Now, I know I have a writing style that likes to coalesce a plethora of melodramatic verbiage into somewhat convoluted amalgamations we refer to as sentences, but that description of the Gamer’s Eye is very purposeful (as opposed to the rest of my writing…?! :P) so let’s try to break it down a little.
First and foremost, my Gamer’s Eyes are optimistic. A puzzle game isn’t going to put me into a puzzle room with no escape (unless it is some kind of bad ending of which there should be some cued credits or something). Similarly, if there are outlines representing the three large coins I can get in a Mario game, those coins are going to exist.
There is a right solution to things because we are following the expectations set forth by the game in a logical way. There are these axioms of progression and success that exist within the gaming world. There is a promise that in a locked room, I have what I need to escape, and there is the promise that if I run to the right and dodge enough pitfalls I will find success.
Promises like these are made implicitly and explicitly through every game. The most prominent and demanding promise being that success is achievable. This idea, thus makes me optimistic in my search.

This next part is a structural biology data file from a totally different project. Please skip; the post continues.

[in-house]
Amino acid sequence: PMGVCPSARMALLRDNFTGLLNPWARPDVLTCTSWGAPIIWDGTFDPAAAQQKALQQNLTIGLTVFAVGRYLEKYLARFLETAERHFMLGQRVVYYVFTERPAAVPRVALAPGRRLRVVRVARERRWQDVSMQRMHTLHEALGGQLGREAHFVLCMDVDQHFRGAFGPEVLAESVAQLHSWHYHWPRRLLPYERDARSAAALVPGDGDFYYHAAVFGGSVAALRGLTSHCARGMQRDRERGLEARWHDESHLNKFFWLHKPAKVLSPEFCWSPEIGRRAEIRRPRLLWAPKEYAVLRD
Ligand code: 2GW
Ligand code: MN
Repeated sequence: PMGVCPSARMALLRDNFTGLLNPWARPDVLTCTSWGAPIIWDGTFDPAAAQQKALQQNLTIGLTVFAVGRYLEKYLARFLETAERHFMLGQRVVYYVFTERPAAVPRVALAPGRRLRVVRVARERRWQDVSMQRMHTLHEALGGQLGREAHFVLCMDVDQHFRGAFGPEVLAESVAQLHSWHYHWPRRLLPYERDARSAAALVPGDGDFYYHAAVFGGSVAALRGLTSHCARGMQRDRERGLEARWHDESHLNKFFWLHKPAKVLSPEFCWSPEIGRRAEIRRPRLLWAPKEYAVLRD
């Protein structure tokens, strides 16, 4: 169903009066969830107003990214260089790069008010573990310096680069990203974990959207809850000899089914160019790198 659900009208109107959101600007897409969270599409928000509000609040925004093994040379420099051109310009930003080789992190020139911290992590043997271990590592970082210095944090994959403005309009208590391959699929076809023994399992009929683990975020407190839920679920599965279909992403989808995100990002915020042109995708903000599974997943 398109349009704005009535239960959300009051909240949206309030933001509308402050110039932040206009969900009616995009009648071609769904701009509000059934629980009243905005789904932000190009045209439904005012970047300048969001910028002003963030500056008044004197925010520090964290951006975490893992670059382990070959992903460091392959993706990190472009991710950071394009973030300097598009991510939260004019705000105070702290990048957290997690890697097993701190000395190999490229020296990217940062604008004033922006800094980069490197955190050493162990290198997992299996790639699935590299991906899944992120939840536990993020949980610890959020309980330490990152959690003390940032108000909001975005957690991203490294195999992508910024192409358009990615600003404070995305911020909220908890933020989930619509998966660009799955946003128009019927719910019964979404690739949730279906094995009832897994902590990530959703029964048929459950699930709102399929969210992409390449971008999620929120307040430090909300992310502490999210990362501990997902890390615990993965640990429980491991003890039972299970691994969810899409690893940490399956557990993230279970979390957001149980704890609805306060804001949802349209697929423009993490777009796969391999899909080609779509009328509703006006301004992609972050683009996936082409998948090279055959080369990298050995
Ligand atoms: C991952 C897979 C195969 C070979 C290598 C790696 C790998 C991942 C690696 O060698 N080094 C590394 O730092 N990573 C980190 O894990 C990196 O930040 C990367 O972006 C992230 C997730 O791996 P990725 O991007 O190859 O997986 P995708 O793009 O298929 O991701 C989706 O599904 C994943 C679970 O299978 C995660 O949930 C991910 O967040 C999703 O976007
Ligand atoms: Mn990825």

Secondly, there is the wandering nature of my Gamer’s Eyes. In these carefully crafted worlds, people put in time to add graphics and gameplay elements to everything. Whether it is a design in the background or a trashcan that I can pick up and throw at people, everything has a purpose. It could contain some kind of item, some clue to solving a mystery or it could just be an atmospheric color choice.
Taking a moment to absorb all of that isn’t enough. It is a world that came out of the mind of some talented group of game makers! A WORLD! So I keep my eyes turning here, there and the other place looking for ways to not only interact with this world, but also understand it.
With those wandering eyes, however, comes a touch (understatement) of curiosity. I want to know what, if anything, I can interact with and who is going to be relevant in my journey to success. If all of the trees are a dark forest green and this other tree is more of a sea green, my internal radar goes off. Perhaps its a sign of some secret, or maybe its a sign of a genetic mutation in the trees, but that curiosity is always ticking.
For example, take any Zelda game. Retracing steps in dungeons once I have obtained the special item is a key element of the gameplay. So that period before I have the special item, when I’m seeing unreachable levers or weird tracks in the wall, my mind is just geared to question if I can 1) interact with them now and, if not, 2) consider what is coming later in the dungeon.